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EM: Spain, Sweden, Greece and Russia

Published by marco on

Updated by marco on

Spain 2 – Sweden 1

Spain and Sweden were relatively evenly-matched, with Spain going into the lead early on a corner kick. Ibrahimovich evened it up for Sweden in the 35th minute and, from then on, all was pretty much quiet with no real chances for either side. The only events of note were a pretty obvious bodycheck by Sweden in the penalty box that didn’t impress the referee at all[1] and a relatively obvious handball—again by Sweden and again in the penalty box—that also didn’t get called.

Luckily, the Spanish would not be left to to smolder about the missed calls as David Villa, the hat-trick hero from the match against Russia picked the pocket of the Swedish defense and put in the game-winner three minutes into extra time at the end of the second half. A brilliant goal by the natural goal-scorer and a well-deserved win for Spain.

Russia 1 – Greece 0

Things started off as expected, with Greece playing turtle as usual and the Russians putting on a flair-filled offense that generated a lot of chances early. The Greeks were equal to the challenge and, in the 20th minute decided to see what the other half of the field looked like and put on some decent offensive pressure of their own. Soon enough, the well-organized Russian side had action back in the other end again.

The Russians were in their red kit, which looked pretty snappy and the announcer here offered some interesting tidbits: all the players play in the Russian league and nine of them play for the same team in Moscow; they also look pretty young. Their focus on offense paid off in the 34th minute, when a Russian chased down an errant cross and re-centered it with a bicycle kick, which luckily went to a Russian foot and in for a goal. One minute later, they were knocking on the door again and the much-vaunted Greek defense was looking creakier and creakier. It almost looked like the Russians had a bit too much in the speed department for the Greeks to handle.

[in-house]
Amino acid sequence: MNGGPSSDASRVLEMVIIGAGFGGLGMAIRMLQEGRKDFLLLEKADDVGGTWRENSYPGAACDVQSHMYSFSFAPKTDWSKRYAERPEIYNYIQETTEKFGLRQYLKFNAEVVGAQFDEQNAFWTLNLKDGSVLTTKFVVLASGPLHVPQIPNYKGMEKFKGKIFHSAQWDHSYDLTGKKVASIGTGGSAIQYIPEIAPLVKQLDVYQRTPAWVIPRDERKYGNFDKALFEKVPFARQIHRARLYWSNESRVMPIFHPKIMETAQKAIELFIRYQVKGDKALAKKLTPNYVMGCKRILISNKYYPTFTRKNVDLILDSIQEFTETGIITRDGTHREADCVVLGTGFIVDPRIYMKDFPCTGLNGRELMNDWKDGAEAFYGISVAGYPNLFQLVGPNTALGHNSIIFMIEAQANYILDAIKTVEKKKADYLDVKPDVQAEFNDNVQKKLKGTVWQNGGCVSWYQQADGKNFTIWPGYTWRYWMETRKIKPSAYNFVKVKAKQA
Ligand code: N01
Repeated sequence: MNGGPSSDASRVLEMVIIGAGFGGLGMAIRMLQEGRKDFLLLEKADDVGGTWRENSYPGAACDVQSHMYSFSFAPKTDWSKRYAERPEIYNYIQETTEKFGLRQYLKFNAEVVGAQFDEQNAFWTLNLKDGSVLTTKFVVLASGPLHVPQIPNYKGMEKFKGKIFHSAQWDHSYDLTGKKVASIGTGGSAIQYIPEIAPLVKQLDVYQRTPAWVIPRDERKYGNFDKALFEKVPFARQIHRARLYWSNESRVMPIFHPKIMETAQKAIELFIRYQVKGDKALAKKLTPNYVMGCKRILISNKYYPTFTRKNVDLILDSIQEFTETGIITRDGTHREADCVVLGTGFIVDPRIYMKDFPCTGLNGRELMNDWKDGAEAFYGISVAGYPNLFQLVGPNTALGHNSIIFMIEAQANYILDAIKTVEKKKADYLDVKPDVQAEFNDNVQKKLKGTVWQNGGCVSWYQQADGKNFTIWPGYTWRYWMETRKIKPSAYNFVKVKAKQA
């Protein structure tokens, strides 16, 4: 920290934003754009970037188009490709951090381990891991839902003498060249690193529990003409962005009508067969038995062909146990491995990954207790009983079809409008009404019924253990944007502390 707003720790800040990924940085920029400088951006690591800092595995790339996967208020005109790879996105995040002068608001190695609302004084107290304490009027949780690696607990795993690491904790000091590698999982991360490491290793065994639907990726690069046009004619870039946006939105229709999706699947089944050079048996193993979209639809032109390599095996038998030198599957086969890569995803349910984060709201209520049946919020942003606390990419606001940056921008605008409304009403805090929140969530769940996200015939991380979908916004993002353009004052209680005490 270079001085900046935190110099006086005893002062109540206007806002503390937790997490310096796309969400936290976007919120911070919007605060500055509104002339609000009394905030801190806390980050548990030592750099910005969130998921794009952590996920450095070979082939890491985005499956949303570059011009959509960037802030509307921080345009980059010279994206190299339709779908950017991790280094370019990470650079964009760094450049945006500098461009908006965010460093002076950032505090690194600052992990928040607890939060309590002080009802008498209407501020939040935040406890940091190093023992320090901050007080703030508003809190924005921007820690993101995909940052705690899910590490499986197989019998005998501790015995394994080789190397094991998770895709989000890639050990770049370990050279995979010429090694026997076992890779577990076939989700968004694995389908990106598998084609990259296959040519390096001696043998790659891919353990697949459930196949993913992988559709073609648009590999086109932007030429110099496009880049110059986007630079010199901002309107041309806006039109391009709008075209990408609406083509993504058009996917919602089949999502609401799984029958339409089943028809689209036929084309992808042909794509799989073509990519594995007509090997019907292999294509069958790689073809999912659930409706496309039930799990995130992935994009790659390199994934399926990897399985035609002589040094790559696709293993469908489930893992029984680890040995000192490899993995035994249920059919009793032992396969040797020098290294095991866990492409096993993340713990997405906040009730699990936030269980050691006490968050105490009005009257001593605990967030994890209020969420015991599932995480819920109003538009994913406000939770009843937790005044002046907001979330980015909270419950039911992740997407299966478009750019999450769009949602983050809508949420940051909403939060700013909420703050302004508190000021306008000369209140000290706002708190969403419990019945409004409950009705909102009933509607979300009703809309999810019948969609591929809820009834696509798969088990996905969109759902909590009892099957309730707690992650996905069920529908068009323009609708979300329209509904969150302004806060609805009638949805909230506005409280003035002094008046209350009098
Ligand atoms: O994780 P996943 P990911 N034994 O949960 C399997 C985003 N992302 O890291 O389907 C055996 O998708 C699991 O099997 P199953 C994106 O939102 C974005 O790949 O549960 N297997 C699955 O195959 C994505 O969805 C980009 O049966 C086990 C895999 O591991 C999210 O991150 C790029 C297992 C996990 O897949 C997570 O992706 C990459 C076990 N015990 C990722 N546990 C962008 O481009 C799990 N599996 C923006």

The Greeks came out with goals on their mind in the second half, but couldn’t put anything convincing together. The Russians played their speedy counterattacking game[2] but couldn’t extend their lead. It’s not like there weren’t any quality chances on both sides; it’s just that both keepers played very well. Near the end of the match, the Greeks put one in, but it was called back on a squeaker of an offsides call. In extra time, both teams had good chances, but Greece was offsides three times and Russia couldn’t shoot straight. So, for all the action, the match ended with only one goal.

The defending champions are mathematically eliminated with their second loss.


[1] Most likely because, good or not, the Spanish have developed a somewhat “divey” reputation for themselves over the years—and this tournament has been no different. The boy that cried wolf and all that.
[2] Even deep into the second half, it looked like a field full of Pavel Bures out there. Truly impressive end-to-end stuff by the Russians.